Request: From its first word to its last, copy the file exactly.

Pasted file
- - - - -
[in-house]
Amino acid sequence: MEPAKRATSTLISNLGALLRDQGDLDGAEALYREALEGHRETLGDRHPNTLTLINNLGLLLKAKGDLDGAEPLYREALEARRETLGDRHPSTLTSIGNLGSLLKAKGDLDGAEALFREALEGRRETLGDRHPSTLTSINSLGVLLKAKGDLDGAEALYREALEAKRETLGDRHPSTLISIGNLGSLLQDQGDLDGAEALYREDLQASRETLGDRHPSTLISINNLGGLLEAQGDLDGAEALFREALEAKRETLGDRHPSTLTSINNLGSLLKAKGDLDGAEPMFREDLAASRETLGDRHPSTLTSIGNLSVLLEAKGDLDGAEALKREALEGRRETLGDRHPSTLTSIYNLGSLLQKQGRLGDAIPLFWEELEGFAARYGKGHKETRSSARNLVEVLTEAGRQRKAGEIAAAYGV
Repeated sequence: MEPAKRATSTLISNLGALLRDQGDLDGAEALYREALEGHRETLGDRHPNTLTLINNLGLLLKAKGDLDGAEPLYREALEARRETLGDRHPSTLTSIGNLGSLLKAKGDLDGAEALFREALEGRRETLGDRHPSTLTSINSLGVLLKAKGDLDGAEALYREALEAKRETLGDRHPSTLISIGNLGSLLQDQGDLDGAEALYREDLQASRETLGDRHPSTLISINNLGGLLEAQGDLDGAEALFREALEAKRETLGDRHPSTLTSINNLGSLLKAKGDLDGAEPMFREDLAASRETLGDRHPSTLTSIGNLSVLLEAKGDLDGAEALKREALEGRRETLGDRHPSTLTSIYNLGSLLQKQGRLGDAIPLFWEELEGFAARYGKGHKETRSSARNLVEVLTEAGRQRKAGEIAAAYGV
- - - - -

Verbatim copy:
[in-house]
Amino acid sequence: MEPAKRATSTLISNLGALLRDQGDLDGAEALYREALEGHRETLGDRHPNTLTLINNLGLLLKAKGDLDGAEPLYREALEARRETLGDRHPSTLTSIGNLGSLLKAKGDLDGAEALFREALEGRRETLGDRHPSTLTSINSLGVLLKAKGDLDGAEALYREALEAKRETLGDRHPSTLISIGNLGSLLQDQGDLDGAEALYREDLQASRETLGDRHPSTLISINNLGGLLEAQGDLDGAEALFREALEAKRETLGDRHPSTLTSINNLGSLLKAKGDLDGAEPMFREDLAASRETLGDRHPSTLTSIGNLSVLLEAKGDLDGAEALKREALEGRRETLGDRHPSTLTSIYNLGSLLQKQGRLGDAIPLFWEELEGFAARYGKGHKETRSSARNLVEVLTEAGRQRKAGEIAAAYGV
Repeated sequence: MEPAKRATSTLISNLGALLRDQGDLDGAEALYREALEGHRETLGDRHPNTLTLINNLGLLLKAKGDLDGAEPLYREALEARRETLGDRHPSTLTSIGNLGSLLKAKGDLDGAEALFREALEGRRETLGDRHPSTLTSINSLGVLLKAKGDLDGAEALYREALEAKRETLGDRHPSTLISIGNLGSLLQDQGDLDGAEALYREDLQASRETLGDRHPSTLISINNLGGLLEAQGDLDGAEALFREALEAKRETLGDRHPSTLTSINNLGSLLKAKGDLDGAEPMFREDLAASRETLGDRHPSTLTSIGNLSVLLEAKGDLDGAEALKREALEGRRETLGDRHPSTLTSIYNLGSLLQKQGRLGDAIPLFWEELEGFAARYGKGHKETRSSARNLVEVLTEAGRQRKAGEIAAAYGV